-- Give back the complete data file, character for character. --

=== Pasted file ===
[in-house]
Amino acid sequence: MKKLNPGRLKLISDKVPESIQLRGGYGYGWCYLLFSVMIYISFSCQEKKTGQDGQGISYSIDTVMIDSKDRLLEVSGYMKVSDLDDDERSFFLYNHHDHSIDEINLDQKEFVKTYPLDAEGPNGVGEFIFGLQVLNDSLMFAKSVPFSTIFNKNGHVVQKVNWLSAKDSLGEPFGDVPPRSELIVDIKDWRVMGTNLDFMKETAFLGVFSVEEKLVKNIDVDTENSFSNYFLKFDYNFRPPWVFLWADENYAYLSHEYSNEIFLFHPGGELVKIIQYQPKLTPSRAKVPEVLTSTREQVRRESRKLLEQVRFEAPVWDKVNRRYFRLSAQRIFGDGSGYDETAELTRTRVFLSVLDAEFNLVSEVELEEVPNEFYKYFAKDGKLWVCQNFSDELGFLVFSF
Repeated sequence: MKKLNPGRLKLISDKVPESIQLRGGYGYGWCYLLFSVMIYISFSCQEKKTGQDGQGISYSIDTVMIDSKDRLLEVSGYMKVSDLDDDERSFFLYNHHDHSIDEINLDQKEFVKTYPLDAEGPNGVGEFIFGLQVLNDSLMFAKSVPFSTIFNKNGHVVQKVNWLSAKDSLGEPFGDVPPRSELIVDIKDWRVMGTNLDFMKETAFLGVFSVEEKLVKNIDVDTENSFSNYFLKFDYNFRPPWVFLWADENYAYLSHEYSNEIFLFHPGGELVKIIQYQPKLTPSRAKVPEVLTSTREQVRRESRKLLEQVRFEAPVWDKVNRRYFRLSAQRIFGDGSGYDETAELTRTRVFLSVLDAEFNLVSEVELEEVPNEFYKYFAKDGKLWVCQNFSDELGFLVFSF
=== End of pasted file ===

[in-house]
Amino acid sequence: MKKLNPGRLKLISDKVPESIQLRGGYGYGWCYLLFSVMIYISFSCQEKKTGQDGQGISYSIDTVMIDSKDRLLEVSGYMKVSDLDDDERSFFLYNHHDHSIDEINLDQKEFVKTYPLDAEGPNGVGEFIFGLQVLNDSLMFAKSVPFSTIFNKNGHVVQKVNWLSAKDSLGEPFGDVPPRSELIVDIKDWRVMGTNLDFMKETAFLGVFSVEEKLVKNIDVDTENSFSNYFLKFDYNFRPPWVFLWADENYAYLSHEYSNEIFLFHPGGELVKIIQYQPKLTPSRAKVPEVLTSTREQVRRESRKLLEQVRFEAPVWDKVNRRYFRLSAQRIFGDGSGYDETAELTRTRVFLSVLDAEFNLVSEVELEEVPNEFYKYFAKDGKLWVCQNFSDELGFLVFSF
Repeated sequence: MKKLNPGRLKLISDKVPESIQLRGGYGYGWCYLLFSVMIYISFSCQEKKTGQDGQGISYSIDTVMIDSKDRLLEVSGYMKVSDLDDDERSFFLYNHHDHSIDEINLDQKEFVKTYPLDAEGPNGVGEFIFGLQVLNDSLMFAKSVPFSTIFNKNGHVVQKVNWLSAKDSLGEPFGDVPPRSELIVDIKDWRVMGTNLDFMKETAFLGVFSVEEKLVKNIDVDTENSFSNYFLKFDYNFRPPWVFLWADENYAYLSHEYSNEIFLFHPGGELVKIIQYQPKLTPSRAKVPEVLTSTREQVRRESRKLLEQVRFEAPVWDKVNRRYFRLSAQRIFGDGSGYDETAELTRTRVFLSVLDAEFNLVSEVELEEVPNEFYKYFAKDGKLWVCQNFSDELGFLVFSF